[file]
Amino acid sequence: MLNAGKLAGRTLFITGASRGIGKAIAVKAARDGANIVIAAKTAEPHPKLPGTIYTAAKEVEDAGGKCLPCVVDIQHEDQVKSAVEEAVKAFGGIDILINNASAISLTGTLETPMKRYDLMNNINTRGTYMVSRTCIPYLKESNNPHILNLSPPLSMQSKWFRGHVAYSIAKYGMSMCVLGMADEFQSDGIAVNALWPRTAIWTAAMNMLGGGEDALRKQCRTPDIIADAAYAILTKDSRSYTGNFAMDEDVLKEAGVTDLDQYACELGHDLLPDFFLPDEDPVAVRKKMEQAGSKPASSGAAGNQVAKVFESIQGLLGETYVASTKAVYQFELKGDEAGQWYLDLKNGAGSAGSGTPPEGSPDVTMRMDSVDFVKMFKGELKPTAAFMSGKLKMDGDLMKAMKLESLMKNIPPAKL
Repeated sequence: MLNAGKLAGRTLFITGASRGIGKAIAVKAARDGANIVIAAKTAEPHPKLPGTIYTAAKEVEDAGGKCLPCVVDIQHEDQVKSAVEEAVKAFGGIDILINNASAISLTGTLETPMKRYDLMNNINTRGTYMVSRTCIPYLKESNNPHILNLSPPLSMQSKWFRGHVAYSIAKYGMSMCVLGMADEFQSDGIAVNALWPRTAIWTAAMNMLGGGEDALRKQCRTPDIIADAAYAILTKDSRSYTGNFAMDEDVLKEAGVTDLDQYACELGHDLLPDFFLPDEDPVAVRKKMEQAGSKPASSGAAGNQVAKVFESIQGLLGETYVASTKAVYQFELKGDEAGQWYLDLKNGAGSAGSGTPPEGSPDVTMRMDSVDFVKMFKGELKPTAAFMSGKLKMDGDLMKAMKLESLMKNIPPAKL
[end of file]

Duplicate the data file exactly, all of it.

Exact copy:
Amino acid sequence: MLNAGKLAGRTLFITGASRGIGKAIAVKAARDGANIVIAAKTAEPHPKLPGTIYTAAKEVEDAGGKCLPCVVDIQHEDQVKSAVEEAVKAFGGIDILINNASAISLTGTLETPMKRYDLMNNINTRGTYMVSRTCIPYLKESNNPHILNLSPPLSMQSKWFRGHVAYSIAKYGMSMCVLGMADEFQSDGIAVNALWPRTAIWTAAMNMLGGGEDALRKQCRTPDIIADAAYAILTKDSRSYTGNFAMDEDVLKEAGVTDLDQYACELGHDLLPDFFLPDEDPVAVRKKMEQAGSKPASSGAAGNQVAKVFESIQGLLGETYVASTKAVYQFELKGDEAGQWYLDLKNGAGSAGSGTPPEGSPDVTMRMDSVDFVKMFKGELKPTAAFMSGKLKMDGDLMKAMKLESLMKNIPPAKL
Repeated sequence: MLNAGKLAGRTLFITGASRGIGKAIAVKAARDGANIVIAAKTAEPHPKLPGTIYTAAKEVEDAGGKCLPCVVDIQHEDQVKSAVEEAVKAFGGIDILINNASAISLTGTLETPMKRYDLMNNINTRGTYMVSRTCIPYLKESNNPHILNLSPPLSMQSKWFRGHVAYSIAKYGMSMCVLGMADEFQSDGIAVNALWPRTAIWTAAMNMLGGGEDALRKQCRTPDIIADAAYAILTKDSRSYTGNFAMDEDVLKEAGVTDLDQYACELGHDLLPDFFLPDEDPVAVRKKMEQAGSKPASSGAAGNQVAKVFESIQGLLGETYVASTKAVYQFELKGDEAGQWYLDLKNGAGSAGSGTPPEGSPDVTMRMDSVDFVKMFKGELKPTAAFMSGKLKMDGDLMKAMKLESLMKNIPPAKL